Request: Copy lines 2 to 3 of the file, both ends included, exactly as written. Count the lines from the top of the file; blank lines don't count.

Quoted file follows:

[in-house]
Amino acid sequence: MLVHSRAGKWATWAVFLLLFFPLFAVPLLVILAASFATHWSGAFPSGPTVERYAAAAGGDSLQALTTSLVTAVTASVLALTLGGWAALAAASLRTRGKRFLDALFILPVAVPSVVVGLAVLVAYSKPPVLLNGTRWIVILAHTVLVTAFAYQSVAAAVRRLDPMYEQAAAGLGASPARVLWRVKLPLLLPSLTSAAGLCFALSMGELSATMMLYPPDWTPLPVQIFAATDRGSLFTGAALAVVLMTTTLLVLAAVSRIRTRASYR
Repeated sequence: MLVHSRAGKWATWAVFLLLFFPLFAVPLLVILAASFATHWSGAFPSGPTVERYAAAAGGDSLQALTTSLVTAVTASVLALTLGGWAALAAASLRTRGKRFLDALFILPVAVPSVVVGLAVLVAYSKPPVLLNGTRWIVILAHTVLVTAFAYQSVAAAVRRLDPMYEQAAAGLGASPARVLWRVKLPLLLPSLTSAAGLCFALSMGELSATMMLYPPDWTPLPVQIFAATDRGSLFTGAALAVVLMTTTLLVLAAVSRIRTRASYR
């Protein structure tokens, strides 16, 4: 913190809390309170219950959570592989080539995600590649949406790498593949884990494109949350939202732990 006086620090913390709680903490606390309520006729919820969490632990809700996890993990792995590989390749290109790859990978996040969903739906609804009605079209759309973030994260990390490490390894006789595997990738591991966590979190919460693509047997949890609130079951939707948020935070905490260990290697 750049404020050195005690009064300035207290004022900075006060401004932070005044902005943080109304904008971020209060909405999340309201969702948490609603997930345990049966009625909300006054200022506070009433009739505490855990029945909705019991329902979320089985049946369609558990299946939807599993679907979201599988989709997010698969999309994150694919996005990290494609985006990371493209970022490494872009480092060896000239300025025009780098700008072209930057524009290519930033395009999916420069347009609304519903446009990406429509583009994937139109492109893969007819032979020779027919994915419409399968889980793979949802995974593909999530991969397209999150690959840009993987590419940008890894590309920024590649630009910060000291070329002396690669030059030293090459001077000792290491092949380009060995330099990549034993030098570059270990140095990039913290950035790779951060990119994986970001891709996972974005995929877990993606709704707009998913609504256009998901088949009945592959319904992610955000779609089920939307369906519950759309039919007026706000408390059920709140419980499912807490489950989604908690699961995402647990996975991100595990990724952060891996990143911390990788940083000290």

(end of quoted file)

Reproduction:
Amino acid sequence: MLVHSRAGKWATWAVFLLLFFPLFAVPLLVILAASFATHWSGAFPSGPTVERYAAAAGGDSLQALTTSLVTAVTASVLALTLGGWAALAAASLRTRGKRFLDALFILPVAVPSVVVGLAVLVAYSKPPVLLNGTRWIVILAHTVLVTAFAYQSVAAAVRRLDPMYEQAAAGLGASPARVLWRVKLPLLLPSLTSAAGLCFALSMGELSATMMLYPPDWTPLPVQIFAATDRGSLFTGAALAVVLMTTTLLVLAAVSRIRTRASYR
Repeated sequence: MLVHSRAGKWATWAVFLLLFFPLFAVPLLVILAASFATHWSGAFPSGPTVERYAAAAGGDSLQALTTSLVTAVTASVLALTLGGWAALAAASLRTRGKRFLDALFILPVAVPSVVVGLAVLVAYSKPPVLLNGTRWIVILAHTVLVTAFAYQSVAAAVRRLDPMYEQAAAGLGASPARVLWRVKLPLLLPSLTSAAGLCFALSMGELSATMMLYPPDWTPLPVQIFAATDRGSLFTGAALAVVLMTTTLLVLAAVSRIRTRASYR